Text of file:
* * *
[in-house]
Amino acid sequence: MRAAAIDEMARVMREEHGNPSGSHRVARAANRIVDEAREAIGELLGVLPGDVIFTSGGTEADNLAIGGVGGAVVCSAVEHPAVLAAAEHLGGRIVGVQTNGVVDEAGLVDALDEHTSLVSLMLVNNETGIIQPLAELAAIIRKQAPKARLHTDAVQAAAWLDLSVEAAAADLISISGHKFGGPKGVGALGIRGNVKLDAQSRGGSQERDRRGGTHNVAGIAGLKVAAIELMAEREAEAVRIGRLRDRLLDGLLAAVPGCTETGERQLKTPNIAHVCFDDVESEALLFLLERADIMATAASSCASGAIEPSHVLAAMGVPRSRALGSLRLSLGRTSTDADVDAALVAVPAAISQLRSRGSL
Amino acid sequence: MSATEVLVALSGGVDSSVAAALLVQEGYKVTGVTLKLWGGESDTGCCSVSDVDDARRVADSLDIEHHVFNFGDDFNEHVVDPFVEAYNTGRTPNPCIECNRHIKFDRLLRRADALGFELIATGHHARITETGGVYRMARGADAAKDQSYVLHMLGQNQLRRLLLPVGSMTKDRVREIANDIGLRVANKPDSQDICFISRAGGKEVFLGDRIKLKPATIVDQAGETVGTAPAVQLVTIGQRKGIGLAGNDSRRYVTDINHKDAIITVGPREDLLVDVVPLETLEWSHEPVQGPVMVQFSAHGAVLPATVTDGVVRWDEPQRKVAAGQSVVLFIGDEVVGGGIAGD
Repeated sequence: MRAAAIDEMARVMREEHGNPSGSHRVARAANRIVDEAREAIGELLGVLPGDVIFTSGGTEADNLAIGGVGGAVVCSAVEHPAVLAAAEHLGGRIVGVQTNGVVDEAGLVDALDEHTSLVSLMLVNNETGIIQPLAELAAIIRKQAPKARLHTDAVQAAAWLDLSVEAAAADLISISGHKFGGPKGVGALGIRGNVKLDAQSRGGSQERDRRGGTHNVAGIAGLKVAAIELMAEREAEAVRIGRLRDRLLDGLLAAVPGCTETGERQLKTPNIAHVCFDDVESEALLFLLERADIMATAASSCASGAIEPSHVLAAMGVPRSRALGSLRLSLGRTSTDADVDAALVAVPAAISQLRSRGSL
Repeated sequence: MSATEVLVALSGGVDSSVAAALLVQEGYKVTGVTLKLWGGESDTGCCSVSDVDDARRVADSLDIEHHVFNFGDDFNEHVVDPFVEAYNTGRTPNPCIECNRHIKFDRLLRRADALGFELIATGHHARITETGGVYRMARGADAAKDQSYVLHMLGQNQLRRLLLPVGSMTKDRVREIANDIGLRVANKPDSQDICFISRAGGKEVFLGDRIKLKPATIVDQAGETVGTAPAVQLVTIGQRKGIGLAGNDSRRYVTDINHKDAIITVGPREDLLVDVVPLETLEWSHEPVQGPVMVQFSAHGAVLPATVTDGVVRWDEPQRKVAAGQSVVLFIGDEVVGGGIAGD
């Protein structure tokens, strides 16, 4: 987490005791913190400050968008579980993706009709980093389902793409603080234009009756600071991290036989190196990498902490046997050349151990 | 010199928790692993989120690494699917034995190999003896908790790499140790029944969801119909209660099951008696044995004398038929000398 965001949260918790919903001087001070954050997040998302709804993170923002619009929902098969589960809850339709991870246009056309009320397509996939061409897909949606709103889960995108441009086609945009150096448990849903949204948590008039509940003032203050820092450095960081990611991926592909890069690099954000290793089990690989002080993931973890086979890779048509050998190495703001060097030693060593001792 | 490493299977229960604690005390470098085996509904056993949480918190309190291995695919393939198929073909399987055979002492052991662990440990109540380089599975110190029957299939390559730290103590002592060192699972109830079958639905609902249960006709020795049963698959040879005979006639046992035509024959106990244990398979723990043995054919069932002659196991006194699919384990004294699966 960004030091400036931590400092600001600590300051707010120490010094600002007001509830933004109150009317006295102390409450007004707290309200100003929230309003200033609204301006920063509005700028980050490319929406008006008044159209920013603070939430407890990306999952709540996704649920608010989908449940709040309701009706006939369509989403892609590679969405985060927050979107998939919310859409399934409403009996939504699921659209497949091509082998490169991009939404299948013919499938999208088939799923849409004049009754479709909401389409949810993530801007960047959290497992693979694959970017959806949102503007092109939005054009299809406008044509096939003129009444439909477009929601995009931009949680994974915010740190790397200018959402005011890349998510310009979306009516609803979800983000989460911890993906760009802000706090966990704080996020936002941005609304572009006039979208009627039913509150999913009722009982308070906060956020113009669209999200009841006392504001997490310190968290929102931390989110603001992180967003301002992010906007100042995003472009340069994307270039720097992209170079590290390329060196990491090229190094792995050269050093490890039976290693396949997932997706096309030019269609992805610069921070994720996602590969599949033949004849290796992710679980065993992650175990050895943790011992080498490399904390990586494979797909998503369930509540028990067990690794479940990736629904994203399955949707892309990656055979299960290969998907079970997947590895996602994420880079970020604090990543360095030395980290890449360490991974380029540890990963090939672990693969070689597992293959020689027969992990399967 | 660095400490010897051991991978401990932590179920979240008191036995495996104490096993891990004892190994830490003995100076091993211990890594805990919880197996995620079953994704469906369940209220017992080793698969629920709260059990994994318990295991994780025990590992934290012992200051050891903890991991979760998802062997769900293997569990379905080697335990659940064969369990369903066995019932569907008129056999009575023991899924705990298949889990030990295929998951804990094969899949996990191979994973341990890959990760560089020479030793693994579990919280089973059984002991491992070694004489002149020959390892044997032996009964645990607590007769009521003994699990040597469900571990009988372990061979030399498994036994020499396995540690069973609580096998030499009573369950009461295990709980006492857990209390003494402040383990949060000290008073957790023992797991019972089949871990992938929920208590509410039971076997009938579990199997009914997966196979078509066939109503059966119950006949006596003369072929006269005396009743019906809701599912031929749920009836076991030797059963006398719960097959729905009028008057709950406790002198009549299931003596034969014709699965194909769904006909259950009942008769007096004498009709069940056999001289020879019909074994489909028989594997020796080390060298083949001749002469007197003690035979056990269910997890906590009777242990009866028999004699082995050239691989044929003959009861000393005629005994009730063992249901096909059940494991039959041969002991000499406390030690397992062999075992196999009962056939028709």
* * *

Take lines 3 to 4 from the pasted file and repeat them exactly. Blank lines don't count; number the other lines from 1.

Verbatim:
Amino acid sequence: MSATEVLVALSGGVDSSVAAALLVQEGYKVTGVTLKLWGGESDTGCCSVSDVDDARRVADSLDIEHHVFNFGDDFNEHVVDPFVEAYNTGRTPNPCIECNRHIKFDRLLRRADALGFELIATGHHARITETGGVYRMARGADAAKDQSYVLHMLGQNQLRRLLLPVGSMTKDRVREIANDIGLRVANKPDSQDICFISRAGGKEVFLGDRIKLKPATIVDQAGETVGTAPAVQLVTIGQRKGIGLAGNDSRRYVTDINHKDAIITVGPREDLLVDVVPLETLEWSHEPVQGPVMVQFSAHGAVLPATVTDGVVRWDEPQRKVAAGQSVVLFIGDEVVGGGIAGD
Repeated sequence: MRAAAIDEMARVMREEHGNPSGSHRVARAANRIVDEAREAIGELLGVLPGDVIFTSGGTEADNLAIGGVGGAVVCSAVEHPAVLAAAEHLGGRIVGVQTNGVVDEAGLVDALDEHTSLVSLMLVNNETGIIQPLAELAAIIRKQAPKARLHTDAVQAAAWLDLSVEAAAADLISISGHKFGGPKGVGALGIRGNVKLDAQSRGGSQERDRRGGTHNVAGIAGLKVAAIELMAEREAEAVRIGRLRDRLLDGLLAAVPGCTETGERQLKTPNIAHVCFDDVESEALLFLLERADIMATAASSCASGAIEPSHVLAAMGVPRSRALGSLRLSLGRTSTDADVDAALVAVPAAISQLRSRGSL